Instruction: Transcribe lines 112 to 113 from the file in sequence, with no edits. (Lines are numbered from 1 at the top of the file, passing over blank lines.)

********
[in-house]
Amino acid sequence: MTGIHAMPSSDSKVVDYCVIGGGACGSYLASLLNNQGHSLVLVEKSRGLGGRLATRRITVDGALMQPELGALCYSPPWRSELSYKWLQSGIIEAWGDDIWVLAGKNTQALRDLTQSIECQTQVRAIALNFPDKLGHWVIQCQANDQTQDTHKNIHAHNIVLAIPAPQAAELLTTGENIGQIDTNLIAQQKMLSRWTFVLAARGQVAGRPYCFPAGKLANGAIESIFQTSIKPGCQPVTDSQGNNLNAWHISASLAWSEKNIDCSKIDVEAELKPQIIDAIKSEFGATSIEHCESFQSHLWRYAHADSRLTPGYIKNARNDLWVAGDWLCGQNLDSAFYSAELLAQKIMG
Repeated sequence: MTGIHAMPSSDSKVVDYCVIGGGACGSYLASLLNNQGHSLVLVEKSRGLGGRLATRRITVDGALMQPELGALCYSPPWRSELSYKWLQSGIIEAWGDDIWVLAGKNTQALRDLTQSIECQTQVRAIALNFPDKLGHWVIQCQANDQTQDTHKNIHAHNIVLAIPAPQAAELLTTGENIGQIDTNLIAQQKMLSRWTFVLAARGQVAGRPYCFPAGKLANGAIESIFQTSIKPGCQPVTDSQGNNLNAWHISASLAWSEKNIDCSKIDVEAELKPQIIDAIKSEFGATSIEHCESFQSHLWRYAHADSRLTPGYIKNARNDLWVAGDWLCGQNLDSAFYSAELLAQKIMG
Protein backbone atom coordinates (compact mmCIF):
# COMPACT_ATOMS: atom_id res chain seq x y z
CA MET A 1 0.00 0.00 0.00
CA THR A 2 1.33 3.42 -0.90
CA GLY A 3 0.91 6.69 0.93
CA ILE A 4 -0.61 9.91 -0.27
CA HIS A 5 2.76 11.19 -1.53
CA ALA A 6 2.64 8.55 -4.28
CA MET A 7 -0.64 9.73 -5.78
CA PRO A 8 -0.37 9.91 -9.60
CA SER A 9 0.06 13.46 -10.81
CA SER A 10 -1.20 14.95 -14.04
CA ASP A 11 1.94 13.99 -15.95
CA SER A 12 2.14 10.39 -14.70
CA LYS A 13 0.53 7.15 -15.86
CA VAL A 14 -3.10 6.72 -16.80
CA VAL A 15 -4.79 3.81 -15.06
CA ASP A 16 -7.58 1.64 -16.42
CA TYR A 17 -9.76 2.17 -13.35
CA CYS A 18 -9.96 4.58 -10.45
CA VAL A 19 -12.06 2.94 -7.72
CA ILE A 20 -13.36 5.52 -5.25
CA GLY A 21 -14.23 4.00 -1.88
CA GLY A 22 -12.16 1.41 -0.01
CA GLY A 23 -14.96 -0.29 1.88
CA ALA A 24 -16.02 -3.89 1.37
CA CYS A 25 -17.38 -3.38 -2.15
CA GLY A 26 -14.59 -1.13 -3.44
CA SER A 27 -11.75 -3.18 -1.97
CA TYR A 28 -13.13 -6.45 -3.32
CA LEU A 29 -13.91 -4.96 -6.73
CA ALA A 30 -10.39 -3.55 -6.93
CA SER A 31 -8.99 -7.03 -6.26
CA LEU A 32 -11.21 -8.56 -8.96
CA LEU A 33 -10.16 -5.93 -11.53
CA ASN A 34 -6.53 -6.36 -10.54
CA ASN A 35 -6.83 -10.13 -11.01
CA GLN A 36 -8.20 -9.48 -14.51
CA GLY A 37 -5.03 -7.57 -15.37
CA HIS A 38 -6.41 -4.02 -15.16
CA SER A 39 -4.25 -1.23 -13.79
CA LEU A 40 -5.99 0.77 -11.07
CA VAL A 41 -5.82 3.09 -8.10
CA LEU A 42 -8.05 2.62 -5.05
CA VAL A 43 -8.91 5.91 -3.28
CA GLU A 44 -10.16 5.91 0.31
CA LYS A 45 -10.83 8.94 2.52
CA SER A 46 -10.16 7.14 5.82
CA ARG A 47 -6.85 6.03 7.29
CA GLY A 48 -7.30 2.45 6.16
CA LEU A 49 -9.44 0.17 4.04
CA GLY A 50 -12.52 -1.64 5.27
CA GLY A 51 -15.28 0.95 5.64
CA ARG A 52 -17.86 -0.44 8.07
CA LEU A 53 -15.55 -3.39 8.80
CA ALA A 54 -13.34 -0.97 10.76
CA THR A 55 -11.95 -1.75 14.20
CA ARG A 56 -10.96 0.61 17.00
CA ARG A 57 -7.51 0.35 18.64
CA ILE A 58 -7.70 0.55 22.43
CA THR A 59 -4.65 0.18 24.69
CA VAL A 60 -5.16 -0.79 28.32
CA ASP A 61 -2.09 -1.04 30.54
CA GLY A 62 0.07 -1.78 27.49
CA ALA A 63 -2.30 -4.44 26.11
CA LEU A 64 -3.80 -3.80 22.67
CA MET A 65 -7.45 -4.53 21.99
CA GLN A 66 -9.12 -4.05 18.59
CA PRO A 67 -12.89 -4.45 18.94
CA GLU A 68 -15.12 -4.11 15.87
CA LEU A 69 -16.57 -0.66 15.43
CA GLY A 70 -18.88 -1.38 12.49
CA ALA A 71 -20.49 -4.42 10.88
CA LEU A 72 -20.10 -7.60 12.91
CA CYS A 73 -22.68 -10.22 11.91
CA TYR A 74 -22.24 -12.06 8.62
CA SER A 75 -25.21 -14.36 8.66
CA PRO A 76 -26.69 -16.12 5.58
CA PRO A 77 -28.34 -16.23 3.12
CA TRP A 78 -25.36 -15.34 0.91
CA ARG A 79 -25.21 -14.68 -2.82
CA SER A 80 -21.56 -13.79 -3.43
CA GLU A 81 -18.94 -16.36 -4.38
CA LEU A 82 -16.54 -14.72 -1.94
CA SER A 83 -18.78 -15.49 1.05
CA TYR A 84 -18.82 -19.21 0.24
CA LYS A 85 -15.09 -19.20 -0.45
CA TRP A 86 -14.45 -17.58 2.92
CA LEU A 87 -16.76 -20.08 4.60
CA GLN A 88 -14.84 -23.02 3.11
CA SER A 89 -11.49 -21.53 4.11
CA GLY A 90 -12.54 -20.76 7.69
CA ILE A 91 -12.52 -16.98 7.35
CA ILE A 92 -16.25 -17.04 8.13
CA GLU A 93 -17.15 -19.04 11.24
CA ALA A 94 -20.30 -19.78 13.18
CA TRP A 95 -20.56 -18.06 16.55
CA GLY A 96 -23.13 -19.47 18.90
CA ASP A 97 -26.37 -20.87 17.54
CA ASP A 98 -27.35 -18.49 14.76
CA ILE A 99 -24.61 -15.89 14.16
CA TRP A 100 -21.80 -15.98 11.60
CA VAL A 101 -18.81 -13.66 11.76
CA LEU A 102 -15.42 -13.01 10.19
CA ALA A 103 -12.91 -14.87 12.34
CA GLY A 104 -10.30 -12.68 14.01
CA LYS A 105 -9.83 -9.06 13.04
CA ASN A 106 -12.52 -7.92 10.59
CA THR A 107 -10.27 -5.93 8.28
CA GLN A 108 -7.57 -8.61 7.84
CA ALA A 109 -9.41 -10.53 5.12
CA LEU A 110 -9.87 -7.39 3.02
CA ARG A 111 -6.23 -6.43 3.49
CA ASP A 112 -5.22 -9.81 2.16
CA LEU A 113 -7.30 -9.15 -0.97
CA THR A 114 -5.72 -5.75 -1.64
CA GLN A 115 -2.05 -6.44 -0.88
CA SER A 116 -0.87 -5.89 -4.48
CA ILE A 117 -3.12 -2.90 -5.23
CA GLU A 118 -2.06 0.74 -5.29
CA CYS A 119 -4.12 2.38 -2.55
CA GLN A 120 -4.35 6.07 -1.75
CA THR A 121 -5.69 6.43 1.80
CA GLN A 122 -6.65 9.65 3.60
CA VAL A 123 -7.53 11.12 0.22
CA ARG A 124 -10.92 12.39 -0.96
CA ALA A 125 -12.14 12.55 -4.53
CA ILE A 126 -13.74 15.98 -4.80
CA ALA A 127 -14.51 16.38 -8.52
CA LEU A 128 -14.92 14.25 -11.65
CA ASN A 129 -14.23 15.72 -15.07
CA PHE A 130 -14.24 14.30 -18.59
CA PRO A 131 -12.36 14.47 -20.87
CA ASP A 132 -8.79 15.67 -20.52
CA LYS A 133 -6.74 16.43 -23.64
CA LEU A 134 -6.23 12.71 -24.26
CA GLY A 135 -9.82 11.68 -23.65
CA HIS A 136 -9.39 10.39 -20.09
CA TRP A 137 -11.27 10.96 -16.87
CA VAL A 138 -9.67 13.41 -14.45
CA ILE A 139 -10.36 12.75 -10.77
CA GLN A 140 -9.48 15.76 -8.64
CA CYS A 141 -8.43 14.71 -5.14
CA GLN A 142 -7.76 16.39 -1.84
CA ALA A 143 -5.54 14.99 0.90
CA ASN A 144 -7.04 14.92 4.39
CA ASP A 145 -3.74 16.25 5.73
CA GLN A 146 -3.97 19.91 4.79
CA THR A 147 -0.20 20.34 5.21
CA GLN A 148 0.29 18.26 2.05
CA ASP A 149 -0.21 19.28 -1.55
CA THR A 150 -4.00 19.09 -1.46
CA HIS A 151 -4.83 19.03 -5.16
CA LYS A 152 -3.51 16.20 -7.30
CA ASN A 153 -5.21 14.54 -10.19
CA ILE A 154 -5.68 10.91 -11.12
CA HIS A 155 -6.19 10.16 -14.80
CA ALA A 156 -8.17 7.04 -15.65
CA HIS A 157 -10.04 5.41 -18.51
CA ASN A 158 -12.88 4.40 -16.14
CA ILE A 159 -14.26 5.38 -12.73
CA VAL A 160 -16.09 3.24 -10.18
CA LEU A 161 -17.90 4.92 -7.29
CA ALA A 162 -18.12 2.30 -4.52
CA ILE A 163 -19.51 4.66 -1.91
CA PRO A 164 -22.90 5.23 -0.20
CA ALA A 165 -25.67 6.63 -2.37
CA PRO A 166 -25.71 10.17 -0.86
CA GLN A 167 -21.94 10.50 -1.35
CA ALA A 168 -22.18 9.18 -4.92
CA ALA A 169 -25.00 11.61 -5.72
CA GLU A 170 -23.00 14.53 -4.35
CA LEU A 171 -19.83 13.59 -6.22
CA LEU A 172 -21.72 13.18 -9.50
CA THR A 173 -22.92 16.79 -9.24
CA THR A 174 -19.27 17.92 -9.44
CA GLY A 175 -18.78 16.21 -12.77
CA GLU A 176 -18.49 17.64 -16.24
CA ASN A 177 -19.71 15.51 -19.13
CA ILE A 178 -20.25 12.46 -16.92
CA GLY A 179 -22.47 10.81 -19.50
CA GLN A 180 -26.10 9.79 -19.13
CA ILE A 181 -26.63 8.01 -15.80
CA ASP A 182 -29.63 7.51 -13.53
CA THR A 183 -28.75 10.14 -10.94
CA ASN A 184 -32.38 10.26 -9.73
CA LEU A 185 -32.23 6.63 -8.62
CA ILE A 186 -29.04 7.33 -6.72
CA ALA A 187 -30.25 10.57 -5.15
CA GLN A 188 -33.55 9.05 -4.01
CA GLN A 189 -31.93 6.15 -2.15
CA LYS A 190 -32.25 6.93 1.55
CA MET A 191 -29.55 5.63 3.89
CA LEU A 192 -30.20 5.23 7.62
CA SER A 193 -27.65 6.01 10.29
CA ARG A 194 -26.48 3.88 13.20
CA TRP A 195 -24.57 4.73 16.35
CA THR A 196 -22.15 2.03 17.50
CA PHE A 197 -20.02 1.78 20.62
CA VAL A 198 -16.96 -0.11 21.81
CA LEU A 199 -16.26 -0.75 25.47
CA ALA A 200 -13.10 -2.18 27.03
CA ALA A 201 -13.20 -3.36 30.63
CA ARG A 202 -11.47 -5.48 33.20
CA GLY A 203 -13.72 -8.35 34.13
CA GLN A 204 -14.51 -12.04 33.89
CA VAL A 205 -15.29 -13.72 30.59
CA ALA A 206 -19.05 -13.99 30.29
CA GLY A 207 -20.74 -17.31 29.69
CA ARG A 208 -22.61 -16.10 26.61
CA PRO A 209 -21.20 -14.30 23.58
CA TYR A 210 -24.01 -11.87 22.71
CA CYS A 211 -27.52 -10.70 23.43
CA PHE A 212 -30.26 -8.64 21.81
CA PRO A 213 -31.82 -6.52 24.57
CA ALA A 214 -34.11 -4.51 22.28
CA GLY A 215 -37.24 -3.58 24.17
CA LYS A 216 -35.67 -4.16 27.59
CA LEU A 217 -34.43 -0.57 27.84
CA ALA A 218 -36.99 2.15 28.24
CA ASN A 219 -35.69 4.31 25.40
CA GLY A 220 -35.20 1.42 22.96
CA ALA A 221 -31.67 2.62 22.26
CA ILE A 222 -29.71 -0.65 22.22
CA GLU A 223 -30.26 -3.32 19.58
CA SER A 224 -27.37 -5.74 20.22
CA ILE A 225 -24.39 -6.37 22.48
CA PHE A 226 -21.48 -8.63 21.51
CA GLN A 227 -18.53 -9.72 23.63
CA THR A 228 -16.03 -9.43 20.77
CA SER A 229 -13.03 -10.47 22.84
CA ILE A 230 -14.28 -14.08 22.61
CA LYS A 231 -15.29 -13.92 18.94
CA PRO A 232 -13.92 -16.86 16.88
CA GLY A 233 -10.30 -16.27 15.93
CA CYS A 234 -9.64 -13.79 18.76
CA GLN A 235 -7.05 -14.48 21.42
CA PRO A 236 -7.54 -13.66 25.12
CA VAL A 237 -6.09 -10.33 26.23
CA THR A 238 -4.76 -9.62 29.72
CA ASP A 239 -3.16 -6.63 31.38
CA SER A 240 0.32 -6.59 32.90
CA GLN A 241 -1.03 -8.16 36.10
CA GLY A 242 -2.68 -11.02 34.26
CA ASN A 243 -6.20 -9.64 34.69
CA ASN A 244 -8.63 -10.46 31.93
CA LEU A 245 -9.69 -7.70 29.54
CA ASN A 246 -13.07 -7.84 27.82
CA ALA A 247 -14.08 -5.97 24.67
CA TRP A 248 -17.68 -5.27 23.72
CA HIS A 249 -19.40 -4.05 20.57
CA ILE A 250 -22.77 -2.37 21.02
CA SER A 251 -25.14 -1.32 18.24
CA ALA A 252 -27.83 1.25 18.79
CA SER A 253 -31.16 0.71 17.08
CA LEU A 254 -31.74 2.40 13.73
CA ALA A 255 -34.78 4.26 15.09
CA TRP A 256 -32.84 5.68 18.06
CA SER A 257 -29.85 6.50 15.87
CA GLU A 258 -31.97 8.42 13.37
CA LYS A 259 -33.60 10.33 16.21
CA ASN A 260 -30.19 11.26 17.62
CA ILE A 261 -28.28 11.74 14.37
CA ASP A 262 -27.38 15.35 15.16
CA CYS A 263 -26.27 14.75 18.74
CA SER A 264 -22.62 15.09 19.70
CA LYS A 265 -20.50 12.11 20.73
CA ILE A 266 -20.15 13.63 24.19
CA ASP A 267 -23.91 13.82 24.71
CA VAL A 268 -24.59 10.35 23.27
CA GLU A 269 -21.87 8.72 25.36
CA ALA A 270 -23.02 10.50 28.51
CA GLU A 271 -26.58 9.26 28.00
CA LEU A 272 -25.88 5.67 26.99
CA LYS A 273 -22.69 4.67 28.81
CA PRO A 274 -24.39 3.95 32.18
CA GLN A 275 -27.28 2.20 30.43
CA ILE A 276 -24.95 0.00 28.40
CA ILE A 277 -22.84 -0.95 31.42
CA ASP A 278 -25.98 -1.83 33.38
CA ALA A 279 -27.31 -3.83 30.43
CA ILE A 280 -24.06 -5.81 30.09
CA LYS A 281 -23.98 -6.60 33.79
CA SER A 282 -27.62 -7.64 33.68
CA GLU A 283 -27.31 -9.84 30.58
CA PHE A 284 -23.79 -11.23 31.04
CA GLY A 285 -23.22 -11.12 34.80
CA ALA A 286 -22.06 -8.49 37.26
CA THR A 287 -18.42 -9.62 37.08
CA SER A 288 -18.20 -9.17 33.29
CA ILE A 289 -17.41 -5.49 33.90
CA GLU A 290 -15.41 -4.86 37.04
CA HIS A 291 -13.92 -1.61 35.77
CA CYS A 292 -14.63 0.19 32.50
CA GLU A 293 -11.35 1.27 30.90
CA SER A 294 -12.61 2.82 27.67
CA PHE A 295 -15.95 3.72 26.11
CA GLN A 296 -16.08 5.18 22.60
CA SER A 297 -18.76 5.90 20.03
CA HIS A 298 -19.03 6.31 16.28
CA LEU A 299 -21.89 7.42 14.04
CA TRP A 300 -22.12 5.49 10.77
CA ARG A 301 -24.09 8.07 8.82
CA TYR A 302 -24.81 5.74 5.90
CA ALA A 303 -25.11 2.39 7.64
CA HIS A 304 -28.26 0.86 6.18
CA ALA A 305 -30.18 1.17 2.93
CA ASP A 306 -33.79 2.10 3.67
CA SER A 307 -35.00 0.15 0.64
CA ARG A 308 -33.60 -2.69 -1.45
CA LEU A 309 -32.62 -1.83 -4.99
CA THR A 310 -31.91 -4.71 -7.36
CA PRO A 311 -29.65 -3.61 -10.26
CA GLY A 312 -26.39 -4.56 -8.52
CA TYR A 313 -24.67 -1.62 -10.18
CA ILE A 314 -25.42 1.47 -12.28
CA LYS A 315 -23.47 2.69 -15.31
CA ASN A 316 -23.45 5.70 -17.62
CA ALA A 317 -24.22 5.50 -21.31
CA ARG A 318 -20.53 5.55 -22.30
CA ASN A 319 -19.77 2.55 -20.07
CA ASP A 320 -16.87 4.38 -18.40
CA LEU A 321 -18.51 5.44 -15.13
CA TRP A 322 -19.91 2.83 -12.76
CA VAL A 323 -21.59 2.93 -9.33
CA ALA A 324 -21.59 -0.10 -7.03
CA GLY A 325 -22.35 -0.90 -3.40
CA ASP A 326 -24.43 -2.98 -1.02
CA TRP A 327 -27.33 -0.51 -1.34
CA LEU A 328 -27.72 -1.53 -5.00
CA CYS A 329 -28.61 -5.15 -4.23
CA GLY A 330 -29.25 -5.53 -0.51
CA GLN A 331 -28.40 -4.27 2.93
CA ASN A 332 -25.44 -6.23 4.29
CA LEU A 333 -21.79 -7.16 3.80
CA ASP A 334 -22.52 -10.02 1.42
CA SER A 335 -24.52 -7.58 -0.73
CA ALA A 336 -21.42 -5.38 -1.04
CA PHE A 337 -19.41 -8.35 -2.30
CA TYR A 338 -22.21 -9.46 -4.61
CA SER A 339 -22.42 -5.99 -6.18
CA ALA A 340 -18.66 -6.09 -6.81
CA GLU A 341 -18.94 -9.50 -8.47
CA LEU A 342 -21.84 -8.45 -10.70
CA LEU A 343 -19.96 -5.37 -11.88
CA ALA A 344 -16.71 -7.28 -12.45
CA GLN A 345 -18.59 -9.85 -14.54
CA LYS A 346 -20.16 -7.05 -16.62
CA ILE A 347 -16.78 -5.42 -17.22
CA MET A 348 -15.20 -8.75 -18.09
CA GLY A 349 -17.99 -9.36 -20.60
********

CA THR A 107 -10.27 -5.93 8.28
CA GLN A 108 -7.57 -8.61 7.84